What does it mean for straight white men in fraternities and the military to grab each other’s penises as part of a hazing ritual (Ward 2015)? Or for blond, “all-American” jocks to dress like “nerds” with glasses and perform a Revenge of the Nerds skit for a high school’s “homecoming king” contest (Pascoe 2007)? Or for the National Basketball Association to feature a promotional video of Yao Ming, the first Chinese player in the NBA, leading a Tai-chi practice on a basketball court wearing his Rockets jersey (Wang 2004)? What do these images and practices reveal about the diverse cultures of masculinity that exist within the United States and around the world? Often when scholars study gender, they focus on women. In contrast, within this course we will spotlight the lives of men who have long escaped critical examination as members of an unmarked category that has stood for humanity in general. In exploring the diversity of men’s lives across the globe, this course will highlight the social construction of masculinity; that is, rather than understanding being “male” or a “man” as biological facts, we will view them as sociocultural constructs that vary not only according to time but also setting. We will see how masculinity intersects with race, class, age, language, sexuality, religion, and nationality to create various models of hegemonic and subordinate masculinities that co-exist and compete with one another. We will explore how, even as masculinity operates to empower men as a group, they inhabit positions of power and wealth and simultaneously regulate the behavior of all men. Therefore, we will also discuss how drag queens, butch lesbians, and transgender people create their own complex genders (Taylor 2004) that have the power to disrupt the gender binary that, in turn, supports not only a white normative queer community and heteronormative family system but also hetero-masculinist states as part of a global capitalist system of homosocial bonding and rivalry. Potential readings include Dude, You’re a Fag: Masculinity and Sexuality in High School (2011) by C.J. Pascoe, Not Gay: Sex Between Straight White Men (2015) by Jane Ward, Sexual Discretion: Black Masculinity and the Politics of Passing (2014) by Jeffrey McCune, “The Track of My Tears: Trans* Affects, Resonance, and PitBulls and Parolees” (2015) by Harlan Weaver, Manly States: Masculinities, International Relations, and Gender Politics (2012) by Charlotte Hooper, and Chih-ming Wang’s “Capitalizing the big man: Yao Ming, Asian America, and the China Global” (2004). For conference work, students will have a chance to expand upon their personal interests and learn the fundamentals of ethnographic research by conducting mini-ethnography on a selected topic of their choice. Samples of past student work may be found on the instructor’s faculty home page.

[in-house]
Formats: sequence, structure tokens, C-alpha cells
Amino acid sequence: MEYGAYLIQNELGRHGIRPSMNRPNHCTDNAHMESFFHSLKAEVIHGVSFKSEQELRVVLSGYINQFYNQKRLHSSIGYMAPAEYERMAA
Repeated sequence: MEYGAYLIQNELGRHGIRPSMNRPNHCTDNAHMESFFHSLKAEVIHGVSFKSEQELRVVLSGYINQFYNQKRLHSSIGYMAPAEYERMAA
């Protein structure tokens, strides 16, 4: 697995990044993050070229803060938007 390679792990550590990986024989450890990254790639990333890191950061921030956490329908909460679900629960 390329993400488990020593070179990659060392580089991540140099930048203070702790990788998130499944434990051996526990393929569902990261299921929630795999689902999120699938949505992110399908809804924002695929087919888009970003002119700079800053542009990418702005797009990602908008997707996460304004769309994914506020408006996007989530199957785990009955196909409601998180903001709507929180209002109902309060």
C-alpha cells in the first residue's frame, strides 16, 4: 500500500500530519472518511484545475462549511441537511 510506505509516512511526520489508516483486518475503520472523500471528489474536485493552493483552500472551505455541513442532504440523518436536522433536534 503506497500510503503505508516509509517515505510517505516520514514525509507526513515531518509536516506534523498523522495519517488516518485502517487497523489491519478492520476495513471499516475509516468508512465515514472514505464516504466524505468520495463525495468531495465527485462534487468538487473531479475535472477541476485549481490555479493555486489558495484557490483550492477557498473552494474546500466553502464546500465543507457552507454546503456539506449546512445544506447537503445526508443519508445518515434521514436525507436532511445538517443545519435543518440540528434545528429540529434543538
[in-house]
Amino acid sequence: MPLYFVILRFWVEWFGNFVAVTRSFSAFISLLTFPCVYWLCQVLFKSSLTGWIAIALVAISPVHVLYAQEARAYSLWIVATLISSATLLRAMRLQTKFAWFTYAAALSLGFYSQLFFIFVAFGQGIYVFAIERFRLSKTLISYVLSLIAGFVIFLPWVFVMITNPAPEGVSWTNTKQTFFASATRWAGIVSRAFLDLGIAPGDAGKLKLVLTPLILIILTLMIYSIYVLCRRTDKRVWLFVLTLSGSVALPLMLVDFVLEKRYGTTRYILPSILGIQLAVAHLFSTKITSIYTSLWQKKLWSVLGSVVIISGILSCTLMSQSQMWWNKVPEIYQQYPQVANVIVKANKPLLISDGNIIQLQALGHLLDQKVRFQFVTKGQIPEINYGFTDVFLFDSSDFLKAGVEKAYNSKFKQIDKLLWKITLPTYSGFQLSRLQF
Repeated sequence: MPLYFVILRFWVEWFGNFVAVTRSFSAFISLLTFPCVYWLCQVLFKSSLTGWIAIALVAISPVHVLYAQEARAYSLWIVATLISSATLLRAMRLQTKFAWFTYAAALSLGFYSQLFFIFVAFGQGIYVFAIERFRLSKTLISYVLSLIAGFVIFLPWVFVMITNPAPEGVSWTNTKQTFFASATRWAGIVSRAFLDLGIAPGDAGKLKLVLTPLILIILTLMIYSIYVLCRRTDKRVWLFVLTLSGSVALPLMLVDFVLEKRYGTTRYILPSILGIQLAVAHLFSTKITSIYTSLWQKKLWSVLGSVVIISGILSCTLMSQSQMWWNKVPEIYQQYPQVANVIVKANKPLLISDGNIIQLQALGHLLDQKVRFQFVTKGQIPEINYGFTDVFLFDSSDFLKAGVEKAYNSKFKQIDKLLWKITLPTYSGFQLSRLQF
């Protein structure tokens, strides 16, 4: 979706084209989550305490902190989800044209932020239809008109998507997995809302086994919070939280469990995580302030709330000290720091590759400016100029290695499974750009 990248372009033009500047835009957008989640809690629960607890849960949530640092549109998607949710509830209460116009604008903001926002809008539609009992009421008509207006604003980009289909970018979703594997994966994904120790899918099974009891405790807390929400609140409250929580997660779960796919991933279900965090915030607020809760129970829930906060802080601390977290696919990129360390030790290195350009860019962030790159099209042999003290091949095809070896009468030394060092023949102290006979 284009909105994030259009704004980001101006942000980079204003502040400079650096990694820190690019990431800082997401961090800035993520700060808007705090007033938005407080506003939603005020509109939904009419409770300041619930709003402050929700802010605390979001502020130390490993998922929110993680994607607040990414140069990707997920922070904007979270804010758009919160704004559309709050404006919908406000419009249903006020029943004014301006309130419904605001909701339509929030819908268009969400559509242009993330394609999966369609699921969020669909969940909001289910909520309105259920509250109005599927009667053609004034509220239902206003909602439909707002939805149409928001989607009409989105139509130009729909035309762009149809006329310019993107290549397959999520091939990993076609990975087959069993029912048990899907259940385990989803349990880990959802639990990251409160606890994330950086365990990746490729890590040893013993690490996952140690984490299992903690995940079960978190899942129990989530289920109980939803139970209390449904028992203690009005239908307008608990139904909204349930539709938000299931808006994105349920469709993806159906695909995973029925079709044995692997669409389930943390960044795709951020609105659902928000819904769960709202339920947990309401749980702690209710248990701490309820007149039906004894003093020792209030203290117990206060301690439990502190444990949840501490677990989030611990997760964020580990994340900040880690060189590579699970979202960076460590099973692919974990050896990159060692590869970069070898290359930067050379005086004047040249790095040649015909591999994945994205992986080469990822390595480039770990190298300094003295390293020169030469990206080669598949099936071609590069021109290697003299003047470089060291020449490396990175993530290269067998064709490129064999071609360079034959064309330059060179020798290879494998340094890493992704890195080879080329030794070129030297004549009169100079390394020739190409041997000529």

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Perverts in Groups: The Social Life of Homosexuals

Open , Seminar—Fall

Contradictory assumptions about the relations of homosexuals to groups have dominated accounts of modern LGBT life. In Western Europe and the United States from the late 19th century onwards, queers have been presented as profoundly isolated persons, burdened by the conviction that they are the only ones ever to have had such feelings, when they first realize their deviant desires and are immediately separated by those desires from the families and cultures into which they were born. Yet, at the same time, these isolated individuals have been seen as inseparable from one another, part of a worldwide network always able to recognize their peers by means of mysterious signs decipherable only by other group members. Homosexuals were denounced as persons who did not contribute to society; homosexuality was presented as the hedonistic choice of reckless, self-indulgent individualism over sober social good. Nevertheless, all homosexuals were implicated in a nefarious conspiracy, stealthily working through their web of connections to one another to take over the world—or the political establishment of the United States, for example, its art world, theatre, or film industries. Such contradictions can still be seen in the battles that have raged since the 1970s, when queers began seeking public recognition of their lives within existing social institutions from the military to marriage. LGBT persons are routinely attacked as threats (whether to unit cohesion or the family), intent on destroying the groups that they are working to openly join. In this class, we will use these contradictions as a framework for studying the complex social roles that queers have occupied and some of the complex social worlds that they have created—at different times and places and shaped by different understandings of gender, race, class, ethnicity, and nationality—within the United States over the past century and a half. Our sources will include histories, sociological and anthropological studies, the writings of political activists, fiction, and film.